A coworking space is considered a place of connection, filled with a multitude of shared resources and spaces where people interact, have chance encounters, and exchange ideas.
For the sake of simplicity, let’s call these things connection points.
Connection points are sometimes deliberate, but sometimes not. In fact, I think as the coworking movement grew we discovered connection points completely by accident. The kitchen, the coffee pot, the water cooler, the printer, the balcony where members get some sunshine or light up a cigarette. All of these were unintentional, but all became connection points.
Now, many brands entering the coworking scene attempt to intentionally create connection points, often ignoring those that have emerged naturally. I can think of a lot of bad examples, from a coworking desk section in the shape of a ring with all the seats facing inward (so awkward) to cafes that feel more like a hospital cafeteria than a place of connection.
Instead of reinventing the wheel, it’s better to reinforce what already works. Here are some suggestions.
Currently, I work out of Impact Hub Budapest. Upon entering, immediately to the right, is the kitchen and dining area. It is separated from the main coworking area by a wall and two sets of double doors.
People always connect in the kitchen here. Why? Because it feels 100% safe to say something like, “hey, you’re eating food? I’m about to eat food too. Do you want to eat food together?”
The same goes for coffee. “You drink coffee? No way, me too. How’s your day going? I’m Ryan.”
This is evolutionary; it’s biological. For tens of thousands of years humans and their ancestors have been sharing stories and ideas around the table. It feels natural because it is.
So put the kitchen front and center with bright and warm lights, tall ceilings, nice finishes, a big communal eating area, and all the creature comforts you can imagine. Make the kitchen like home because that’s what humans want it to be. This will enhance the amount of connection happening there.
I once had to send a very direct email to a member that included the line, “If people have headphones in, it’s an indication that they do not want to be bothered.”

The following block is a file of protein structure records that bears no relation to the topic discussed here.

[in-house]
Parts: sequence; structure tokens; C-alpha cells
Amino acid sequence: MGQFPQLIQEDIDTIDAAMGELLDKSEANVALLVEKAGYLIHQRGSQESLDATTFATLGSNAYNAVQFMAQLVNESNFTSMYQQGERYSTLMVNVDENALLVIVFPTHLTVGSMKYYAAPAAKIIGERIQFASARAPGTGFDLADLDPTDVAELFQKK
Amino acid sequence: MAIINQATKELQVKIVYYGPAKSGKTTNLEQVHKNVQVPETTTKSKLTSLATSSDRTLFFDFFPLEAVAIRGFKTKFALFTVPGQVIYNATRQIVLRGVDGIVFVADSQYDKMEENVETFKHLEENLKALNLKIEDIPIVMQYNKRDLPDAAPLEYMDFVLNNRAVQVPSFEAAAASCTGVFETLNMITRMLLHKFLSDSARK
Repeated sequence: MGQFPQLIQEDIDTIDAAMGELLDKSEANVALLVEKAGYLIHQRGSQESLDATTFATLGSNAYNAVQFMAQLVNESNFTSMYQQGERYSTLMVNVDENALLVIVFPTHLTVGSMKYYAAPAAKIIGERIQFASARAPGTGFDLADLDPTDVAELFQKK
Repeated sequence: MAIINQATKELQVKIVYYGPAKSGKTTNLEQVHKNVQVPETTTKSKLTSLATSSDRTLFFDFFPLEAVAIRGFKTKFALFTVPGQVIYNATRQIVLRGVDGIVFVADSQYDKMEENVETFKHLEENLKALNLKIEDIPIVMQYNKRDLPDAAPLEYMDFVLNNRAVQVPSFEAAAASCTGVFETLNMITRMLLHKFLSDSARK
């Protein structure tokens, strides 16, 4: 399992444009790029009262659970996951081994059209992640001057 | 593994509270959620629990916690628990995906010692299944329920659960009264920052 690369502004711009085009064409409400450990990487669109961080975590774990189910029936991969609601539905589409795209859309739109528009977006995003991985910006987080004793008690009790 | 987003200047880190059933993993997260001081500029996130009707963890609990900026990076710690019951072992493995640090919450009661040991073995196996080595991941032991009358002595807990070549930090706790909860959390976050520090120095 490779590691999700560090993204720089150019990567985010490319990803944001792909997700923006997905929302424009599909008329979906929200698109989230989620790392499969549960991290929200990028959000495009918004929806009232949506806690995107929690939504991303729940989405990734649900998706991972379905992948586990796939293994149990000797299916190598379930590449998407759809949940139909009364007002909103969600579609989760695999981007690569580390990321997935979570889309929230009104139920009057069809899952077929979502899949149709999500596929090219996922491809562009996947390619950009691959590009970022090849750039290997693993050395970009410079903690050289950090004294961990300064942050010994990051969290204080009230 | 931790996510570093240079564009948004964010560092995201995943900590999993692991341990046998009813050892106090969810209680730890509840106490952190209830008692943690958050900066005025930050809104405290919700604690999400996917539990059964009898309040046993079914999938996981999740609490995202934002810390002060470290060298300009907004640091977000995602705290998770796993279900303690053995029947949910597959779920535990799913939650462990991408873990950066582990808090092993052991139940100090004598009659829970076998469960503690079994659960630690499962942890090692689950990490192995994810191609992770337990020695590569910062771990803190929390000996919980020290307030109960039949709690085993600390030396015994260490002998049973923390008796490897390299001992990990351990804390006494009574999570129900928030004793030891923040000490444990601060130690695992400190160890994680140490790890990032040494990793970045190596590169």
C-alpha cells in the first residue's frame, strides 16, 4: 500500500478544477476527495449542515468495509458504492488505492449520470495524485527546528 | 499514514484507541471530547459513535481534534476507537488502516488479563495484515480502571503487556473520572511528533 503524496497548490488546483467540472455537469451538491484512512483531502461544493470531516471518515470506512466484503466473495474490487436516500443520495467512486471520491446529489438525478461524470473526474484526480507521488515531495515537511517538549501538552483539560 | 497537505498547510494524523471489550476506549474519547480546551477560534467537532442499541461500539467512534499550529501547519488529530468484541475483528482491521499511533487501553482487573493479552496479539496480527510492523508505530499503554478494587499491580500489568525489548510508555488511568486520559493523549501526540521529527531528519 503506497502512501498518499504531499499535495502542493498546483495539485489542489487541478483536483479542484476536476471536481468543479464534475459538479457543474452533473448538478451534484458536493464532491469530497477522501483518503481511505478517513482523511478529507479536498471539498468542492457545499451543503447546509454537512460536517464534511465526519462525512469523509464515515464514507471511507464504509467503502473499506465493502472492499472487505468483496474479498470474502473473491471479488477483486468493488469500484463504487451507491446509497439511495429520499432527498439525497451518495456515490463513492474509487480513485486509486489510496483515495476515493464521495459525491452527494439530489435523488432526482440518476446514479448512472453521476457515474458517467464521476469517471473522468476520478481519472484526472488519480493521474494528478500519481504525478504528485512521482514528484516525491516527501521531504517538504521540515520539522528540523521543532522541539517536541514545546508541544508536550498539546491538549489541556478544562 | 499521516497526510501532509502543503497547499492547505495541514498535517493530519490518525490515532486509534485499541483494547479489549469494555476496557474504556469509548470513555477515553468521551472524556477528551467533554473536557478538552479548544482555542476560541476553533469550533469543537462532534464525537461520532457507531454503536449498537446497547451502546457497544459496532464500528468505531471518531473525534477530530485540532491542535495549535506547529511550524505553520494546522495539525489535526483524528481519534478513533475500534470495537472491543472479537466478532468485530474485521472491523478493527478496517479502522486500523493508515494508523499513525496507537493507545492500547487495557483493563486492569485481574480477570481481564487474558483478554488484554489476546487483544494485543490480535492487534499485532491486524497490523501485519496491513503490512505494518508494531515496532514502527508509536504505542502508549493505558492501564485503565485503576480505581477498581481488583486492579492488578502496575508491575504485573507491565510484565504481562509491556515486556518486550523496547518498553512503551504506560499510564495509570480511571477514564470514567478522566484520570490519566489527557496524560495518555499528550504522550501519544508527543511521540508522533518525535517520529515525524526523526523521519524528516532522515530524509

If you’re wondering why people don’t connect in your shared work area, the answer is that they are working. When somebody talks to another person in the coworking area they aren’t connecting; they are interrupting.
So don’t design your work areas for connection. Design them for work.
Casual conversations may happen between people who already know each other in your workspaces, but it’s usually frustrating to have a total stranger start chatting with you when you’re in the middle of a…
Sorry about that, just got connected to somebody.
… sentence. Point made.
Okay, I call every dog a puppy because they deserve to be remembered as the cute little creatures they once were, for all time and eternity.
But in all seriousness, is your space dog-friendly?
Apart from those allergic to dogs, the moment a cuddly canine comes through the door every single person will want to scratch its tummy and speak to it in their baby voices. Then, they start talking to one another, preferably no longer in their baby voices.
Yes, dogs can be disruptive, but often, especially if they are a common occurrence, they bring people together who would otherwise never connect.
You should, of course, follow all the normal rules of dogs in the workplace. Make sure they are house trained and are friendly with people, children, and other dogs. Ensure you don’t have any severely allergic people working in the space. It’s best to have a dog-friendly policy before you open, to avoid the allergy issue.
Then get some dogs in there. You won’t regret it.